“If you like your plan, you can keep your plan. If you like your doctor, you can keep your doctor.” So said President Barack Obama on March 15, 2010, at a rally in Strongsville, Ohio, in support of the Affordable Care Act.
It wasn’t the only time he made such statements. In dozens of other locations and settings, he repeated variations of both of these statements to reassure the electorate that attacks on his signature health care reform legislation were groundless, and that no one would be forced to give up an insurance plan they liked.
Yet three years later, hundreds of thousands of Americans are receiving letters from their insurance providers telling them their policies have been cancelled under Obamacare’s new requirements, and many of them will be forced to choose a new doctor.
It’s now clear that the ACA’s opponents were correct and the president was not. Or perhaps even he was unaware of the consequences such a mammoth program would set in motion.
It has become common practice in modern politics to label partisan opponents as liars, so much so that the epithet has lost much of its stigma. Politicians, as all of us, are imperfect human beings, and when they’re called upon to speak in front of large crowds on a daily basis, it is inevitable that they will occasionally stumble and get facts wrong. Rivals will too often seize upon such errors and brand them as lies, when in fact they are no such things. Lies, unlike mistakes, are statements made with the intent to deceive.
While accusations of dishonesty are ubiquitous, it is still a rare thing for a president of the United States to knowingly and purposely say things he knows to be untrue. In the past century, two presidents faced the prospect of impeachment, and, in both instances, the central issue was the integrity, or lack thereof, of the president’s word.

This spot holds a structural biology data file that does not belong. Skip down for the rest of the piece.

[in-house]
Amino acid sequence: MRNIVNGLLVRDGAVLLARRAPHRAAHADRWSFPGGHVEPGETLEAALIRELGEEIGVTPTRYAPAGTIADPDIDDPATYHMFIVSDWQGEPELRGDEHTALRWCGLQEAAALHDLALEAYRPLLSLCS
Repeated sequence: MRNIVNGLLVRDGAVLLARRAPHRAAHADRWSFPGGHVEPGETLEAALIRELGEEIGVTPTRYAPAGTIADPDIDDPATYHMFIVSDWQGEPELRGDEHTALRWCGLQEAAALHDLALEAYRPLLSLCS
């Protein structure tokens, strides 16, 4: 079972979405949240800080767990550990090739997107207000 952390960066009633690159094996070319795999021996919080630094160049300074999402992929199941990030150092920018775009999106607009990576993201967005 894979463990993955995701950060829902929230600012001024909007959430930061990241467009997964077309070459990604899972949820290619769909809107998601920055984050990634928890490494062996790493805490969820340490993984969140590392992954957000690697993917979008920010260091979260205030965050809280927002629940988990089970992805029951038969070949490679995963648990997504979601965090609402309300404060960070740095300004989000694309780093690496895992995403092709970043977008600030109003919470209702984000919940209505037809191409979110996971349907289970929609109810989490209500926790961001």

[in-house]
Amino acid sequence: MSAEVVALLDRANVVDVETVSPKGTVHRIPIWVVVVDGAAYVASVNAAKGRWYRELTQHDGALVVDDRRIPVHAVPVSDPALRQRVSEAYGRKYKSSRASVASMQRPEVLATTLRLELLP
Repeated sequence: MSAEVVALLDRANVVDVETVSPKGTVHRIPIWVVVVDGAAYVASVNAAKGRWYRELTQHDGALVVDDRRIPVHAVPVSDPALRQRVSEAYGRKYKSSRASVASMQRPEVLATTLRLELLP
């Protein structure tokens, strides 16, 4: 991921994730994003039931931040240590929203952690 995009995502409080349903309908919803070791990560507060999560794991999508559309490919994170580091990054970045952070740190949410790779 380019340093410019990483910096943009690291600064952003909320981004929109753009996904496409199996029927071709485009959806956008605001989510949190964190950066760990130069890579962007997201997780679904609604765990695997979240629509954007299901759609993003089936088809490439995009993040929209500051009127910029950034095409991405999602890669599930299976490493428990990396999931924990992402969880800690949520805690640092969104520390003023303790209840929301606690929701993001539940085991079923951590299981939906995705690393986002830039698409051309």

Certainly, President Obama would have known that the fallout from a false statement eventually would cause great damage to his administration. This suggests he wasn’t aware of the consequences of his massive new health care plan, which is no less troubling.
As with all government programs that overreach, the Affordable Care Act seeks to dictate behavior. It qualifies as acceptable only those health insurance policies that comply with its own definitions. The act’s requirements inevitably limit market choices and constrain consumer behavior.
President Obama and his administration are now making every effort to qualify his previous false statements and somehow reconcile them with the current reality that stands in stark contrast to them. They would be better off proposing legislative fixes that allow for greater freedom of choice within health care coverage.
The recent ill-conceived government “shutdown” showed that Obamacare isn’t going to disappear any time soon. But that doesn’t mean lawmakers shouldn’t work together to make it more acceptable.
Given the bipartisan fury over the president’s misstatements about one’s ability to keep a preferred plan and doctor, the opportunity for such a bipartisan effort seems ripe.
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